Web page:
Sussex craftsman creates ‘lasting thank you’ to NHS

Multi Award Winning Microsoft Gold Partner Extech Cloud Makes a Strategic Appointment
February 24, 2020
Sussex Business guru wins Most Innovative Independent Business Consultant
July 14, 2020

Roy James Martin with his NHS plaque

Sussex craftsman creates ‘lasting thank you’ to NHS

Sussex woodcarver, Roy Martin James, has turned his hand to supporting the NHS by designing an angel-themed ornament.

Six weeks ago, woodcarver Roy James Martin set to work creating a special plaque that would memorialise healthcare workers’ response to the Coronavirus crisis.

The design portrays an NHS ‘angel’ complete with a face mask, and decorated with the distinctive rainbow, and a dove depicting hope. Crafted from Sussex oak sourced from Wenban Smith in Worthing, West Sussex, it could be replicated and sold to raise funds for charity.

“The design elements were inspired by the idea that NHS nurses are ‘angels without faces’,” Roy, who lives in Burgess Hill, explained. “The woodcarving is based on images of NHS staff fighting the virus on the frontline. The idea was to craft something that captures the incredible care and kindness they’ve shown in these tough times.”

As a local tradesman, Roy has felt the effects of the global pandemic. His business has reduced by 50% during lockdown. The plaque project became an opportunity to put his hands to good use for a particularly worthy cause, and Roy has spent more than 300 hours working on it over the past six-weeks. He wishes to pay tribute to John Nicholas ‘Reproduction’, whose exceptional French Polishing skills added the final touches, and his landlord who granted a three-month rent ‘holiday’ for his workshop at Randolphs Farm, Hurstpierpoint.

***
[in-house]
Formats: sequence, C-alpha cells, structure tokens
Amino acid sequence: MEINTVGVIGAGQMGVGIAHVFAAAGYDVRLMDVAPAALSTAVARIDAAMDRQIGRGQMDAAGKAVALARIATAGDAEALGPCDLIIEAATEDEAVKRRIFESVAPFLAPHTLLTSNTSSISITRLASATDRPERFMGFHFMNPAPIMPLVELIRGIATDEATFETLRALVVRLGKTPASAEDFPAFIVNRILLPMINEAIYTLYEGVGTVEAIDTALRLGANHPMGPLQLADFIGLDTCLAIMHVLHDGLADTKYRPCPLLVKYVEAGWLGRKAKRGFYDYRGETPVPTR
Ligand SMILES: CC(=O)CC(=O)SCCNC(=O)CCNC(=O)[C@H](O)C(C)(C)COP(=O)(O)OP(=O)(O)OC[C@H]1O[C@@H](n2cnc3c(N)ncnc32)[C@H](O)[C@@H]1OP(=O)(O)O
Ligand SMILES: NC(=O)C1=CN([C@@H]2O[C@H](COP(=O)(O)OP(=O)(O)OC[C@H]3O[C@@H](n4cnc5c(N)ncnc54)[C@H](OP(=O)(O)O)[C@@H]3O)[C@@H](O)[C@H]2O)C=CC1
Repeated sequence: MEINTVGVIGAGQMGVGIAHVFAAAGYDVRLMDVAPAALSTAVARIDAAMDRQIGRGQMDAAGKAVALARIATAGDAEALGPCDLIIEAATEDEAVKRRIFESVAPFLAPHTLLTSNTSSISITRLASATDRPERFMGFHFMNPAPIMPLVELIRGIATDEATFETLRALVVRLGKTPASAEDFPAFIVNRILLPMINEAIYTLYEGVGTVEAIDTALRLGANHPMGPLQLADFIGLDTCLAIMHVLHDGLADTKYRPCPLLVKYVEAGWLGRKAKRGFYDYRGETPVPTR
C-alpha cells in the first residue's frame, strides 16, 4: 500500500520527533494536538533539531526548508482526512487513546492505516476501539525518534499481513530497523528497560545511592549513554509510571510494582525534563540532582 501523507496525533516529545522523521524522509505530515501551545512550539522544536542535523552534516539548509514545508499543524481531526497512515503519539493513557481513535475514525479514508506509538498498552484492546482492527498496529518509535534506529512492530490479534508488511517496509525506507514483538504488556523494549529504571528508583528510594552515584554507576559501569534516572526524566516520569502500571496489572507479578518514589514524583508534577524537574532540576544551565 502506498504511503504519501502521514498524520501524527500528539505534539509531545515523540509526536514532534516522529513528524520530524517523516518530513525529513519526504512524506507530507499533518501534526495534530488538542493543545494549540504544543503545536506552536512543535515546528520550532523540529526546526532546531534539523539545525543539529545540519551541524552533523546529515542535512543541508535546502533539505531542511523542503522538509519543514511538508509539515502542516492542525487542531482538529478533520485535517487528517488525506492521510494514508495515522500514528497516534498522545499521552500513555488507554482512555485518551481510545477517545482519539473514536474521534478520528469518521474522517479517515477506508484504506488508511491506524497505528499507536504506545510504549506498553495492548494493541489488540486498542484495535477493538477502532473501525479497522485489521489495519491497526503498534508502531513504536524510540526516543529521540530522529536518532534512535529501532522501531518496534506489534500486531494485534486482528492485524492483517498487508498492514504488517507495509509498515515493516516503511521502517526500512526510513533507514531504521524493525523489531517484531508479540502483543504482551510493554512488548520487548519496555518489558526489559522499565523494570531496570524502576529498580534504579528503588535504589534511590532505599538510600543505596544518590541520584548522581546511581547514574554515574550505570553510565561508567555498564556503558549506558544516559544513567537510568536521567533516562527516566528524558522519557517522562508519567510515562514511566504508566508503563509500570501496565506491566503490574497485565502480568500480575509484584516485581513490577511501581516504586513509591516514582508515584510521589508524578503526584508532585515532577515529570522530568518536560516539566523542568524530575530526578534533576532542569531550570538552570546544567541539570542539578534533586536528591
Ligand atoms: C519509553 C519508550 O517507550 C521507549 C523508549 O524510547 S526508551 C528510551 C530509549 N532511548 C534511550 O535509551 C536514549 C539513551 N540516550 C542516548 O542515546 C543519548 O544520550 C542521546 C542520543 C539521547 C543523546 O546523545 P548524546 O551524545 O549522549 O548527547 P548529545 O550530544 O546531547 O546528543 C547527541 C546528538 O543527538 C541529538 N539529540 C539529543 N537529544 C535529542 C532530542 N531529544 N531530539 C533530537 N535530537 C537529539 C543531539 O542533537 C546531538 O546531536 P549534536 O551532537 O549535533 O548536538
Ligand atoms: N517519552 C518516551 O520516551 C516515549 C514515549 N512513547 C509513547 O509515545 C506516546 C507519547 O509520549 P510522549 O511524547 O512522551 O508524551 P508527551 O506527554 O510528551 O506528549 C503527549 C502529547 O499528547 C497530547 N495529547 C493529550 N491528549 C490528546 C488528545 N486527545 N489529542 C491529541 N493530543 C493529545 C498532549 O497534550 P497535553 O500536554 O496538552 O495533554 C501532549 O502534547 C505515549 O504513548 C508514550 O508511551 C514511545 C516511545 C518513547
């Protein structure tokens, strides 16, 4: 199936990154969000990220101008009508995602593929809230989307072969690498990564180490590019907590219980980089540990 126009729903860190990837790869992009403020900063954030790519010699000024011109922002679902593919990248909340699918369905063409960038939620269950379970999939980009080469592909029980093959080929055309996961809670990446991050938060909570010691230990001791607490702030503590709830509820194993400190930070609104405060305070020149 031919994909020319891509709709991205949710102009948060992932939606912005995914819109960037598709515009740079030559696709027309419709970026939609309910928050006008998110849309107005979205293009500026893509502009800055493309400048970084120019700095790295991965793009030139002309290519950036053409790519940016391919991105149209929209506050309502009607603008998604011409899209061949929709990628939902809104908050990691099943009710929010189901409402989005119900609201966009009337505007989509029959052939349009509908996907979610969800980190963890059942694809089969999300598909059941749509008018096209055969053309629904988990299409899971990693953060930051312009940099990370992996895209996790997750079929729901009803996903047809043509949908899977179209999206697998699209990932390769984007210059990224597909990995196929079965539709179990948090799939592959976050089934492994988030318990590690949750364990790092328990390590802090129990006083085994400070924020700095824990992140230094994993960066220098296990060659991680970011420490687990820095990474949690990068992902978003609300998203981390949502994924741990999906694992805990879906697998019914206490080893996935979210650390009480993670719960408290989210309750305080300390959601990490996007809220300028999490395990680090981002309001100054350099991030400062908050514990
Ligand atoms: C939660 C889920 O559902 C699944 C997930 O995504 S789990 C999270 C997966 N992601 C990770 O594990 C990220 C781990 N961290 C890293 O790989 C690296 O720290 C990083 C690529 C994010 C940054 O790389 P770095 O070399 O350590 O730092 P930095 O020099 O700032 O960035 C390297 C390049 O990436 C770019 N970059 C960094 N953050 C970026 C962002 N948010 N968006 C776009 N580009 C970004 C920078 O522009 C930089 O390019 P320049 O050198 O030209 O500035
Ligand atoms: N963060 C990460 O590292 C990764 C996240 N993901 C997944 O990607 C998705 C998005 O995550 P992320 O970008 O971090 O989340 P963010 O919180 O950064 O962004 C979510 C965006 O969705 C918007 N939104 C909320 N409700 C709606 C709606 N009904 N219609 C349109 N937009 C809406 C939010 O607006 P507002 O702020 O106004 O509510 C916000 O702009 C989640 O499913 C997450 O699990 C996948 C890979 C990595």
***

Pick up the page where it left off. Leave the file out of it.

“I wanted to make the most of this time,” said Roy, who has been honing his craft since he was just 15 years old. “Work is difficult right now and as nice as it is to clap for carers on a Thursday night, I wanted to use my hands and time to create something tangible that showed my appreciation, and hopefully make some money for charity.”

Roy hopes that the plaque will make its way to Downing Street, with Maria Caulfield MP presenting it to Prime Minister Boris Johnson. He would like to think the PM could give it to the hospital which cared for him and saved his life, as he battled the virus.

Roy concluded, “If the Prime Minister and possibly Matt Hancock are willing to accept my work and even endorse it, we may have the opportunity to make people smile. The NHS and key workers deserve recognition, I really hope we can give them a lasting Thank You, and this will in the long term benefit worthy Charities.”